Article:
Modern New Testament scholars are widely agreed that this a hymn composed prior to Paul’s time. It is often called Carmen Christi, from Pliny’s description of Christian worship. There is much dispute about its proper division into stanzas, but the following reconstrucion has much to commend it.
Christ Jesus, though he was in the form of God,
did not count equality with God a thing to be grasped,
but emptied himself,
taking the form of a servant,
being born in the likeness of men,
and being found in human form he humbled himself
and became obedient unto death
[even death on a cross: added by Paul].
Therefore God has highly exalted him
and bestowed on him the name
which is above every name,
that at the name of Jesus
every knee should bow [in heaven and on earth
and under the earth: may be a later
though pre-Pauline, addition]
and every tongue confess that Jesus Christ is Lord,
[to the glory of God the Father: perhaps
added by Paul].
The first stanza will refer to the pre-incarnate existence of the Christ: he was of equal status with the Father (see the Old Testament speculations about the divine wisdom).
This status he voluntarily surrendered and became subject to human bondage to the powers of evil (“the form of a servant”: some refer this to the suffering servant, but at this point the hymn refers to what is common between Christ and all human beings, not to what distinguishes him from them).
The last line of the second stanza refers to what is unique: he “became obedient unto death” (Paul emphasizes that that was the scandal—the death on the cross).
The third stanza marks the turning point of the Redeemer’s way—his exaltation—while the last stanza speaks of his ultimate triumph over the whole created universe.
The Carmen Christi sets the death of Christ in its total context. It is at once the nadir of the divine condescension begun in the incarnation and the ground of Christ’s exaltation and final triumph
The passion narratives, we are told by modern New Testament scholars, differ in form from the rest of the Gospel materials. Everything prior to the passion consists of “pericopes,” that is, short units that were handed down in oral tradition as isolated units before they were combined in our written Gospels.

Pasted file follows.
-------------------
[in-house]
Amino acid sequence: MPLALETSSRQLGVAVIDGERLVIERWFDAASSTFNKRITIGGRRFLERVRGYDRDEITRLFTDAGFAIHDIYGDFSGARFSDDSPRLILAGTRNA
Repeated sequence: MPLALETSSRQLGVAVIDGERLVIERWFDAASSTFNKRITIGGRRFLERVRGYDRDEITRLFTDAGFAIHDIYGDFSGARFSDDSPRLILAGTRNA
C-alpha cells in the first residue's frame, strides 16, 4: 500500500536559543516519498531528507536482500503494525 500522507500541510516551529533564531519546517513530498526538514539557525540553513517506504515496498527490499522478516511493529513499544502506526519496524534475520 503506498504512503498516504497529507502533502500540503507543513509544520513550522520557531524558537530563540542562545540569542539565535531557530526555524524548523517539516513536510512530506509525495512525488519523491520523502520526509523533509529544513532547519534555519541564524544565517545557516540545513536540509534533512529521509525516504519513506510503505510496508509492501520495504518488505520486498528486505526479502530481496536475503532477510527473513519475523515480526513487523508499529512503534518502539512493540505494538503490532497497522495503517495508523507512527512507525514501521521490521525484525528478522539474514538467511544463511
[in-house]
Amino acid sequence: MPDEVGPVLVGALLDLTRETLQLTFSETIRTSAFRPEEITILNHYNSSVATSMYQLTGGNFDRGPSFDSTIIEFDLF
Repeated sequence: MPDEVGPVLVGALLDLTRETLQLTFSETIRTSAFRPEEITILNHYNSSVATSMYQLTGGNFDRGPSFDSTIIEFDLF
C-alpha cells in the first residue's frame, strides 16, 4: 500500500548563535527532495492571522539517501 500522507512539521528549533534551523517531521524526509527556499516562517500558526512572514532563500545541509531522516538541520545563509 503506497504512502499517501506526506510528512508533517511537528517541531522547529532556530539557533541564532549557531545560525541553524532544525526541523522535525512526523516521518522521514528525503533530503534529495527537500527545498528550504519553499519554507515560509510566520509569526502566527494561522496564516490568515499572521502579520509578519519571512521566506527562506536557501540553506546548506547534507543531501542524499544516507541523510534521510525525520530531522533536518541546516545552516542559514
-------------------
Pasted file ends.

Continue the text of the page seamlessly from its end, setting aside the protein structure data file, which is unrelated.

The passion story, however, was from the start a continuous narrative.
The Church has always understood the difference by redividing the Gospels into pericopes in its Lectionary and by reading the passion as a continuous narrative.
One would hope that at least at the principal Mass today the long form of the passion narrative will be used intact. When read by three different persons, as the rubric suggests, the long form can sustain interest without boredom and accords more with the literary and pre-literary form of the material.
Each of the four evangelists has his own distinctive perspective on the passion. Mark emphasizes the isolation of Christ: betrayed, forsaken and denied by the disciples, mocked and tortured by his enemies, railed at by the brigands crucified with him, and, finally, bereft of the presence of his Father.
Matthew brings out the royalty of Christ, but it is a paradoxical royalty, manifesting itself precisely in humiliation. John is also concerned with Christ’s royalty, but it is a royalty visibly present. Luke takes a different line.
It has been well said that he transposes the passion from the key of tragedy to the key of pathos. It is the story of a martyrdom (note the parallels with Stephen’s martyrdom in Acts), of one who goes out in sympathy to others (for example, the “daughters of Jerusalem”; “Father, forgive them”; “Today you will be with me”). Note also the serenity of Christ’s death (“Father, into thy hands ... ” ) in each of the gospels.
The passion story is intended not merely to narrate what happened but to interpret it as good news.